Alpha-thalassemia

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Alpha-thalassemia
Thalassemia alpha.jpg
Alpha-thalassemia inheritance pattern
Classification and external resources
Specialty hematology
ICD-10 D56.0
ICD-9-CM 282.43
OMIM 141800 141850 142310 604131
DiseasesDB 448 33334
eMedicine article/955496
MeSH D017085
GeneReviews

Alpha-thalassemia (α-thalassemia, α-thalassaemia) is a form of thalassemia involving the genes HBA1[1] and HBA2.[2] Alpha-thalassemia is due to impaired production of alpha chains from 1,2,3, or all 4 of the alpha globin genes, leading to a relative excess of beta globin chains. The degree of impairment is based on which clinical phenotype is present (how many genes are affected).[3][4]

Signs/symptoms[edit]

The presentation of individuals with alpha-thalassemia consists of:[4][5]

Cause[edit]

Alpha-thalassemias are most commonly inherited in a Mendelian recessive manner. They are also associated with deletions of chromosome 16p.[6] Alpha thalassemia can also be acquired under rare circumstances.[7]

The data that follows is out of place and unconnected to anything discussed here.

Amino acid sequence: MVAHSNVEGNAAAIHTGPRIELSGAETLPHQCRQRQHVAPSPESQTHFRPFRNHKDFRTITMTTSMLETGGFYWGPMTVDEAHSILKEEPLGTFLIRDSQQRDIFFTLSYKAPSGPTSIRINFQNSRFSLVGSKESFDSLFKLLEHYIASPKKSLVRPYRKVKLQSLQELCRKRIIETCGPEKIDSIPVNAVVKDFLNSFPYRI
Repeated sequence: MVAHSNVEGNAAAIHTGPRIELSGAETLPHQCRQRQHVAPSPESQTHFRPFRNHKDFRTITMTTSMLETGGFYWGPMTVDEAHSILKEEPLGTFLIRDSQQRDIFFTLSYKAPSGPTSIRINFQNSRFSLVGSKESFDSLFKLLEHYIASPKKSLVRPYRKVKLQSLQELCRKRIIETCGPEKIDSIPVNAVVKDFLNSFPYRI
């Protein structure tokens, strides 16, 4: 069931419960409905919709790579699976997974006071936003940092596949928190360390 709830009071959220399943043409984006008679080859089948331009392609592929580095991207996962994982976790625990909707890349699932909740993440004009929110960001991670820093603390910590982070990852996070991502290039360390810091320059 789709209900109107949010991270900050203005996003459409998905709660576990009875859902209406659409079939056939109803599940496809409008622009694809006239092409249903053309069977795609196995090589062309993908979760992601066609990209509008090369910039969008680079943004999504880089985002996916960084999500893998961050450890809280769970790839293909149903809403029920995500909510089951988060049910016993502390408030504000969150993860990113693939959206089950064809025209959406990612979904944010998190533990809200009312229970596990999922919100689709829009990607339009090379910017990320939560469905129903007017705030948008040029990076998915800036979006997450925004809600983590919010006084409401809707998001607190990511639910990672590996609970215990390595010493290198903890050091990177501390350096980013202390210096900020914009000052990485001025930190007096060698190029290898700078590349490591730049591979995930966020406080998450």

Pathophysiology[edit]

The mechanism sees that α thalassemias results in decreased alpha-globin production, therefore fewer alpha-globin chains are produced, resulting in an excess of β chains in adults and excess γ chains in newborns. The excess β chains form unstable tetramers called hemoglobin H or HbH of four beta chains. The excess γ chains form tetramers which are poor carriers of O2 since their affinity for O2 is too high, so it is not dissociated in the periphery. Homozygote α0 thalassaemias, where numerous γ4 but no α-globins occur at all (referred to as Hb Barts), often result in death soon after birth.[3][5][8]

Diagnosis[edit]

Diagnosis of alpha-thalassemia is primarily by laboratory evaluation and haemoglobin electrophoresis. Alpha-thalassemia can be mistaken for iron-deficiency anaemia on a full blood count or blood film, as both conditions have a microcytic anaemia. Serum iron and serum ferritin can be used to exclude iron-deficiency anaemia.[3]